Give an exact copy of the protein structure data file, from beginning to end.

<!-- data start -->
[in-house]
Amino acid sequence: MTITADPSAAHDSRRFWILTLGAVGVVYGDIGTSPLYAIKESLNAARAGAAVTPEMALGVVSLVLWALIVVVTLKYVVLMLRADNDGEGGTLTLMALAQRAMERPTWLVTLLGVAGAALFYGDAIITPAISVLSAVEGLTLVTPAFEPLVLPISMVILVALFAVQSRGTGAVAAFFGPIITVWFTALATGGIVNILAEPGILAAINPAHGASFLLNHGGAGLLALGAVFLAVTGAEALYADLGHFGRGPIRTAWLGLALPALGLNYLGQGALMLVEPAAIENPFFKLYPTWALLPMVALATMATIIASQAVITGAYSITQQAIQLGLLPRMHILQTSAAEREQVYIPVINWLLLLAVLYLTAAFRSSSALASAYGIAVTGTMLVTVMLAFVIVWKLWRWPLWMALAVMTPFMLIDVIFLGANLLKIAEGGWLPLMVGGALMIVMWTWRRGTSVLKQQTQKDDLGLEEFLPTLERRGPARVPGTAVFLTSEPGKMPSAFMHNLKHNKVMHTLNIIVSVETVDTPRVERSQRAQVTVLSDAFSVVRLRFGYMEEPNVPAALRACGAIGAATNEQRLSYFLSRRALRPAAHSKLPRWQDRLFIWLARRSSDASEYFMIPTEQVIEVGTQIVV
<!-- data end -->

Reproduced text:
[in-house]
Amino acid sequence: MTITADPSAAHDSRRFWILTLGAVGVVYGDIGTSPLYAIKESLNAARAGAAVTPEMALGVVSLVLWALIVVVTLKYVVLMLRADNDGEGGTLTLMALAQRAMERPTWLVTLLGVAGAALFYGDAIITPAISVLSAVEGLTLVTPAFEPLVLPISMVILVALFAVQSRGTGAVAAFFGPIITVWFTALATGGIVNILAEPGILAAINPAHGASFLLNHGGAGLLALGAVFLAVTGAEALYADLGHFGRGPIRTAWLGLALPALGLNYLGQGALMLVEPAAIENPFFKLYPTWALLPMVALATMATIIASQAVITGAYSITQQAIQLGLLPRMHILQTSAAEREQVYIPVINWLLLLAVLYLTAAFRSSSALASAYGIAVTGTMLVTVMLAFVIVWKLWRWPLWMALAVMTPFMLIDVIFLGANLLKIAEGGWLPLMVGGALMIVMWTWRRGTSVLKQQTQKDDLGLEEFLPTLERRGPARVPGTAVFLTSEPGKMPSAFMHNLKHNKVMHTLNIIVSVETVDTPRVERSQRAQVTVLSDAFSVVRLRFGYMEEPNVPAALRACGAIGAATNEQRLSYFLSRRALRPAAHSKLPRWQDRLFIWLARRSSDASEYFMIPTEQVIEVGTQIVV